• Petal color.—Considered a light pink at the popcorn stage, (RHS Red-Purple Group 63 D), and darkening with advanced senescence, and the exposure of sunlight, to a medium-dark pink, (RHS Red-Purple 64 C).
      • Fragrance.—Slight.
      • Petal claw.—Form. — The claw is considered ovate, and is generally medium-large when compared to other varieties. Length. — Approximately 10.0-13.0 millimeters. Width. — Approximately 8.0 to 11.0 millimeters.
      • Petal margins.—Generally considered variable, from nearly smooth to moderately undulate.
      • Petal apex.—Generally considered entire.
      • Flower pedicel.—Length. — Considered medium-long with an approximate length of about 4.0 to about 5.0 millimeters. Diameter. — Approximately 2.5 millimeters. Color. — A medium brown, approximately (RHS Grey-Brown Group N199 D).
      • Floral nectaries.—Color. — Considered a dull orange-red (RHS Orange-Red Group 34 B).
      • Calyx.—Surface Texture. — Generally glabrous. Color. — A dull red, (approximately RHS Greyed-Purple Group 183 A).
      • Sepals.—Surface Texture. — The surface has a short, fine pubescent texture. Size. — Average, and ovate in form. Color. — A dull red, (approximately RHS Greyed-Red Group 178 B).
      • Anthers.—Generally. — Average in length. Color. — Red to reddish-orange when viewed dorsally and prior to dehiscence, (approximately RHS Greyed-Red Group 180 B).
      • Pollen production.—Pollen is abundant and has a yellow color, (approximately RHS Yellow-Orange Group 17 B).
      • Fertility.—Self-fertile.
      • Filaments.—Size. — Approximately 15.0 to 19.0 millimeters in length. Color. — Considered white to a pinkish-white, (RHS Red Purple Group 62 D).
      • Pistil.—Number. — Usually one, and only rarely more than one. Generally. — Average in size. Length. — Approximately 18.0 to about 20.0 millimeters in length including the ovary. Color. — Considered a very pale green, (approximately RHS Yellow Green Group 151D). Surface Texture. — The variety has a long pubescent pistil.
  • Fruit:
      • Maturity when described.—Firm ripe condition (shipping ripe).
      • Date of first picking.—May 17th, 2010. Date of last picking. — May 24, 2010. The date of harvest varies slightly with the prevailing climatic conditions and the current cultural practices.
      • Size.—Generally — Considered large, and uniform.
      • Average cheek diameter. — Approximately 58.0 to about 65.0 millimeters.
      • Average axial diameter. — Approximately 60.0 to about 62.0 millimeters.
      • Typical weight.—Approximately 210.0 grams. This characteristic is quite dependent upon the prevailing cultural practices, and therefore is not particularly distinctive of the new variety.
      • Fruit form.—Generally — Considered slightly oblate. The fruit is generally uniform in symmetry.
      • Fruit suture.—No callousing or stitching exists along the suture line.
      • Suture.—Color — Generally, the fruit is blushed to the same degree as the skin, (approximately RHS Red Group 42 A).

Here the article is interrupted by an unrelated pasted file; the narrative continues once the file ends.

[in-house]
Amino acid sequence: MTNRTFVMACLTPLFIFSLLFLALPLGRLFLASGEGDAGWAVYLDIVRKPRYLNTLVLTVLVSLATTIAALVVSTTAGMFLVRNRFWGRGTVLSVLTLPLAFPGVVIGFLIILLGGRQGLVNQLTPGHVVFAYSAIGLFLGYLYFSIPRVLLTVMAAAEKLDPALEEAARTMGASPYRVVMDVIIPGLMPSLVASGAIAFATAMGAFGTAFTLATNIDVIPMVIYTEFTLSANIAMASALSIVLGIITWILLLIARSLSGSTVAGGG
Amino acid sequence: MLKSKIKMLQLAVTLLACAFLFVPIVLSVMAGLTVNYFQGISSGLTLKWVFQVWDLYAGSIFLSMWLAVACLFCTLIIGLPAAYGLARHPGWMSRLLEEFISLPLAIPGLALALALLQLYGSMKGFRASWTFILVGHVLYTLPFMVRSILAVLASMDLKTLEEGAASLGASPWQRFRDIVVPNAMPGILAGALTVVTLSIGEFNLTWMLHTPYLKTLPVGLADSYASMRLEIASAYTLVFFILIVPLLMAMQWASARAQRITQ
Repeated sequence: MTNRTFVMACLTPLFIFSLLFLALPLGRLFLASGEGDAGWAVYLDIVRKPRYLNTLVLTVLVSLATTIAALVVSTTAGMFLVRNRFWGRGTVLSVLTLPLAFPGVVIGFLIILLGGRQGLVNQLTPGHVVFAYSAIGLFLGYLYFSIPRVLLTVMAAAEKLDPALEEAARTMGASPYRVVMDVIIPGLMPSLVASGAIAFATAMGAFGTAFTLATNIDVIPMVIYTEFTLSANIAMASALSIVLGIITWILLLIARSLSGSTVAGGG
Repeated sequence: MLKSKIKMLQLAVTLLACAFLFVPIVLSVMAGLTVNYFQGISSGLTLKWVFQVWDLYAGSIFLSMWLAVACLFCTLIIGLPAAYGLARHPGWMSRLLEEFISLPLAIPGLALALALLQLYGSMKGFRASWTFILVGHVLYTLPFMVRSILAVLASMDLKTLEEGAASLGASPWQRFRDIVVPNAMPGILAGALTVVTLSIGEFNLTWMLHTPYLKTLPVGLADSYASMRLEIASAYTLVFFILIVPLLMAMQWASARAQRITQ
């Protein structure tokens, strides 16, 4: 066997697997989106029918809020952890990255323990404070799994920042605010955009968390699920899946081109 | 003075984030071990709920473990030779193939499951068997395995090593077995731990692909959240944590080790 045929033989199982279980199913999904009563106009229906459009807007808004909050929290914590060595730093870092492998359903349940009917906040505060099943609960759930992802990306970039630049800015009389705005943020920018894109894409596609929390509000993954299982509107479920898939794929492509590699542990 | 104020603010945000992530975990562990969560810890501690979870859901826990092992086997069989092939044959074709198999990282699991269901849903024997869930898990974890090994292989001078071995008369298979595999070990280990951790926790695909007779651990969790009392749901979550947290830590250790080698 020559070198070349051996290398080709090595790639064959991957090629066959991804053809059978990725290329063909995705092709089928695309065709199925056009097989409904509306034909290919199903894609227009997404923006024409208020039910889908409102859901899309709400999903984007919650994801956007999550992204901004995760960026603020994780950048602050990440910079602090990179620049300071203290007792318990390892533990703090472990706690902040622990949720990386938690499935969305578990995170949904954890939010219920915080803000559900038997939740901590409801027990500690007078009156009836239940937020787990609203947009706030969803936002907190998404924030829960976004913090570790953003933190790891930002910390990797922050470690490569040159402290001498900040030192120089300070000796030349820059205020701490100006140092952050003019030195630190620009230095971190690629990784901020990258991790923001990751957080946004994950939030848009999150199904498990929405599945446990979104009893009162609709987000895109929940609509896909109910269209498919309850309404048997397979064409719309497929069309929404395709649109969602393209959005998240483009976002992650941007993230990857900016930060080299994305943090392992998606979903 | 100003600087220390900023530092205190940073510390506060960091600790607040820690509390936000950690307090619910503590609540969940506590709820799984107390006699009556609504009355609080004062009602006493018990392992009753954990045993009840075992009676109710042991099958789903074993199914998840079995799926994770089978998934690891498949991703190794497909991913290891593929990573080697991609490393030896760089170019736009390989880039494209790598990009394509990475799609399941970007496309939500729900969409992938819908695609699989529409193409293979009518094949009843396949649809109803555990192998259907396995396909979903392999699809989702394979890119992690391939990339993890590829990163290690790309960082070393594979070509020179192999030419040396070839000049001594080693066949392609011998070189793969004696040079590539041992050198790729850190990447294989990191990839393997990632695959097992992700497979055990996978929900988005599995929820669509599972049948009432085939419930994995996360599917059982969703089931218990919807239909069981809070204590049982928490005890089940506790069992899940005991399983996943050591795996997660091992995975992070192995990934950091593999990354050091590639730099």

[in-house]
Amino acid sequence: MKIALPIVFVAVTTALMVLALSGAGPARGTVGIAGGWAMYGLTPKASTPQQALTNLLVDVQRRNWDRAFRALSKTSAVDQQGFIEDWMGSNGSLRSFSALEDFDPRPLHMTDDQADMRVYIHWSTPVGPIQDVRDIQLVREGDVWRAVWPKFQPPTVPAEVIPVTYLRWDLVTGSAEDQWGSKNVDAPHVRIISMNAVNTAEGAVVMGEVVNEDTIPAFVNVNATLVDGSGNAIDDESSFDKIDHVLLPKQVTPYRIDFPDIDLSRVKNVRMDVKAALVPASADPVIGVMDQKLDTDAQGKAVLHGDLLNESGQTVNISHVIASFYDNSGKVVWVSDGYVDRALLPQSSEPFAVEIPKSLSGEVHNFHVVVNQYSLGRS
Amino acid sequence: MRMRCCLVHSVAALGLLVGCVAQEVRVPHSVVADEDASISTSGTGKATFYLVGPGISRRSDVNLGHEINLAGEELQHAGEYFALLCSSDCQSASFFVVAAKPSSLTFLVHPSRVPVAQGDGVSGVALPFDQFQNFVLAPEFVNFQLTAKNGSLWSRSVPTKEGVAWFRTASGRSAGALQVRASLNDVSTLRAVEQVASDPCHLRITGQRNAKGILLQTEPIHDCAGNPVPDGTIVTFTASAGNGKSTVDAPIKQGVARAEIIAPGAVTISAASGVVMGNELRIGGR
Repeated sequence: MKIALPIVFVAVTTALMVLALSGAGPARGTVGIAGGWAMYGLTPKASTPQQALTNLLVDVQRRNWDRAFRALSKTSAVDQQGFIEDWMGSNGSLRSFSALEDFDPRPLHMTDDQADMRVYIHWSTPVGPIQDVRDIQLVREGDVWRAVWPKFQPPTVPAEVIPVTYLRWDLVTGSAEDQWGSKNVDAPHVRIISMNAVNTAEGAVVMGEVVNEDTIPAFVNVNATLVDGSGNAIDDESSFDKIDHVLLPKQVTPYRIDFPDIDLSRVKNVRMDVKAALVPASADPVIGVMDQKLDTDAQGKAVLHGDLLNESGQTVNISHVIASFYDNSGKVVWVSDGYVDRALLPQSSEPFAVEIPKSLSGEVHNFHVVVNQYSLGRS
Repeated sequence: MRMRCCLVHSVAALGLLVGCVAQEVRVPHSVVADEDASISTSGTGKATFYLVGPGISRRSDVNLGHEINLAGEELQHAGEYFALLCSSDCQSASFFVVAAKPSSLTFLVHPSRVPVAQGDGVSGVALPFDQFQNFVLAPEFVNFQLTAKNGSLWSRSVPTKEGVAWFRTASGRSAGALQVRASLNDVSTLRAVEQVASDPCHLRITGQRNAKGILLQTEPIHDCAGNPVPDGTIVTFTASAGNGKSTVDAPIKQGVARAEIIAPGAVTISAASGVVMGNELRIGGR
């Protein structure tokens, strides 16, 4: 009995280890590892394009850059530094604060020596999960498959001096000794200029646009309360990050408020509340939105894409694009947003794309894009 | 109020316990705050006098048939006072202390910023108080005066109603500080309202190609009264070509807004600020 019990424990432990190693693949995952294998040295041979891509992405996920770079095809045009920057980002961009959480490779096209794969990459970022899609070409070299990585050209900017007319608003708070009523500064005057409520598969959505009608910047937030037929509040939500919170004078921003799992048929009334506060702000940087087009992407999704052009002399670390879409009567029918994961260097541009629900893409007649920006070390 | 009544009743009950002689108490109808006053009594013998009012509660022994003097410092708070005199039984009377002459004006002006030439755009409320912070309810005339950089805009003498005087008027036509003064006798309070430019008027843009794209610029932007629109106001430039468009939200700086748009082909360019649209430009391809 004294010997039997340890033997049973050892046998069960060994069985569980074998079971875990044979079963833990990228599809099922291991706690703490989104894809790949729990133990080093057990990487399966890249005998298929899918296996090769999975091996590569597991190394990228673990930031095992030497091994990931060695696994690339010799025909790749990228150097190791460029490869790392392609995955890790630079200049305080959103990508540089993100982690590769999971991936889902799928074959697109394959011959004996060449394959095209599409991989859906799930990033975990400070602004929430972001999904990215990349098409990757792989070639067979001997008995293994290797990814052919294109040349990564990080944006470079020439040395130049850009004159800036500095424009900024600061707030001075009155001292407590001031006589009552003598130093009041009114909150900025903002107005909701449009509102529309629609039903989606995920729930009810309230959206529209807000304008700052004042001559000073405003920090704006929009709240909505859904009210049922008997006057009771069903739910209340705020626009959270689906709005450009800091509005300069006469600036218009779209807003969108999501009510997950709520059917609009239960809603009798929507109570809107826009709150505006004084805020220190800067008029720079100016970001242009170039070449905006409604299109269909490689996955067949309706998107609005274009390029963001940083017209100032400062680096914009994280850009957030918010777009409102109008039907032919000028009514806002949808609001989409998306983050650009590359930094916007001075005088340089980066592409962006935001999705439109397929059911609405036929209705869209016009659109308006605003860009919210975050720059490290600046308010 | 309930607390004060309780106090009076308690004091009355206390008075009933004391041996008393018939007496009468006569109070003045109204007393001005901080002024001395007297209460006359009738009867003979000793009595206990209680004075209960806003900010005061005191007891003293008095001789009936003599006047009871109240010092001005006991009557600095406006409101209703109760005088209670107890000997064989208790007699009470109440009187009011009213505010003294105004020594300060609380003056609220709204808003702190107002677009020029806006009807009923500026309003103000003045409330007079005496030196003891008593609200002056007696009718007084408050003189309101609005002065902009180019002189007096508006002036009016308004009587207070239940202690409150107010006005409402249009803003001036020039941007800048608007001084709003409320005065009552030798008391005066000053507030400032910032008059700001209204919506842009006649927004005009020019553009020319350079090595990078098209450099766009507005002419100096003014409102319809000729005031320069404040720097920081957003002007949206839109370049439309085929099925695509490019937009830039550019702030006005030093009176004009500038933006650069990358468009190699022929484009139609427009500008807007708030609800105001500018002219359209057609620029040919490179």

• Ventral surface.—Form — Quite even and uniform in appearance when it is viewed from the lateral sutorial plane. The suture shape often exhibits a slight, rounded protrusion in the region of the ventral axis.
      • Apex.—Shape — Rounded.
      • Base.—Shape — Generally smooth.
      • Stem cavity.—Generally — It extends in an oval form which is generally oriented along the sutorial plane. The stem cavity is rounded and typically uniform in shape. The average depth of the stem cavity is about 7.0 mm. The average width of the stem cavity is about 18.0 mm. The average length of the stem cavity when measured in the sutorial plane is about 22.0 mm.
      • Fruit skin.—Thickness. — Considered medium in thickness, and tenacious to the flesh. Surface Texture. — Short, fine and pubescent. The pubescence is moderately abundant. Taste. — Non-astringent. Tendency to crack. — Not observed in the previous years of observation and evaluation.
      • Fruit skin color.—Blush Color. — Generally speaking, a red blush exists on a majority of the skin of the fruit (approximately RHS Red Group 42 A), and is more typically present on the portions of the fruit facing the sunlight. The blush of the fruit typically covers approximately 80-90% of the fruit skin surface. The percentage of the blush on the fruit skin surface can vary, and is generally dependent upon the fruit's exposure to direct sunlight; specific fruit maturity; and also the prevailing ecological and cultural conditions under which the fruit is grown. It should be noted that the presence of darker pigmentation which causes ‘striping’ or ‘tigering,’ is generally observed laterally, and above the equatorial plane and generally increases in frequency in progression toward the fruit's apex. This additional pigmentation generally deepens the hue of the surrounding surface.
      • Ground color.—Yellow, (approximately RHS Yellow Group 10 A). The ground color of the fruit can vary significantly based upon the maturity of the fruit when this measurement is taken.
      • Fruit stem.—Size — Medium in length, approximately 5.0 to about 9.0 millimeters. Diameter. — Approximately 2.0 to about 3.0 millimeters. Color. — Pale yellow-green, (approximately RHS Yellow-Green Group N144 B).